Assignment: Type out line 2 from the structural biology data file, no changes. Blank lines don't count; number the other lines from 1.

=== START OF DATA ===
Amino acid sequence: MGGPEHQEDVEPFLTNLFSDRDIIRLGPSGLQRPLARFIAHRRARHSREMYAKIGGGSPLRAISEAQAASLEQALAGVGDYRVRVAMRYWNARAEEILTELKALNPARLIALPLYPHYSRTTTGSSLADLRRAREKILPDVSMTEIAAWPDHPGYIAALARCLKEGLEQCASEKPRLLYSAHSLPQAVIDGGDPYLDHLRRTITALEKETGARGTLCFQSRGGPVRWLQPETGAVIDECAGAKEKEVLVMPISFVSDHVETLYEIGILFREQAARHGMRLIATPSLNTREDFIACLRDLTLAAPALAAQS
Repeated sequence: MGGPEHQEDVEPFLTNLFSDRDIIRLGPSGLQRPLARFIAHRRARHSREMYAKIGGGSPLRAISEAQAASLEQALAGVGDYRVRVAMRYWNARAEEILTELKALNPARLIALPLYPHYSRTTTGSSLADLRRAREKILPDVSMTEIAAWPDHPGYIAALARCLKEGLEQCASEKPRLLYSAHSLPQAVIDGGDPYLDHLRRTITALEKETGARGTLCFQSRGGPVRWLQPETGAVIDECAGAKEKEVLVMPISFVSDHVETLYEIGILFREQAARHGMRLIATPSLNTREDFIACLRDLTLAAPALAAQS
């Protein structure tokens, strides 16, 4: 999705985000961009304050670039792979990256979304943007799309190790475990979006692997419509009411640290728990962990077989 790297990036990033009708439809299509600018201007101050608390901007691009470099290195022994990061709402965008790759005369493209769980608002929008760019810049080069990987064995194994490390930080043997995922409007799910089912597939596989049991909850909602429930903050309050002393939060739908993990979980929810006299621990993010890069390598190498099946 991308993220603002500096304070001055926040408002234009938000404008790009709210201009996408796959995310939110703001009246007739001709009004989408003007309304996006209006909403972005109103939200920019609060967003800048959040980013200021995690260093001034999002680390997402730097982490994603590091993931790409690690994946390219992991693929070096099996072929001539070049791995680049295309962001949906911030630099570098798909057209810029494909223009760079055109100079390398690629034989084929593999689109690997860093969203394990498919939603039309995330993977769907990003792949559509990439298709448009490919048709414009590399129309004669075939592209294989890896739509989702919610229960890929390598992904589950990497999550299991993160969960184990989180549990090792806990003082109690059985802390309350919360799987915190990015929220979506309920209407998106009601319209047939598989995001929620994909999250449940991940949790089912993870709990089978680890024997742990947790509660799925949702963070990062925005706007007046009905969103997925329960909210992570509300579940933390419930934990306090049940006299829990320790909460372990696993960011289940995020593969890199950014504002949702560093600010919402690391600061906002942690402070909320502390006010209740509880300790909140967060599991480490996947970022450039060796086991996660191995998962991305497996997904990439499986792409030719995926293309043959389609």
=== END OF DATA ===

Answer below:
Repeated sequence: MGGPEHQEDVEPFLTNLFSDRDIIRLGPSGLQRPLARFIAHRRARHSREMYAKIGGGSPLRAISEAQAASLEQALAGVGDYRVRVAMRYWNARAEEILTELKALNPARLIALPLYPHYSRTTTGSSLADLRRAREKILPDVSMTEIAAWPDHPGYIAALARCLKEGLEQCASEKPRLLYSAHSLPQAVIDGGDPYLDHLRRTITALEKETGARGTLCFQSRGGPVRWLQPETGAVIDECAGAKEKEVLVMPISFVSDHVETLYEIGILFREQAARHGMRLIATPSLNTREDFIACLRDLTLAAPALAAQS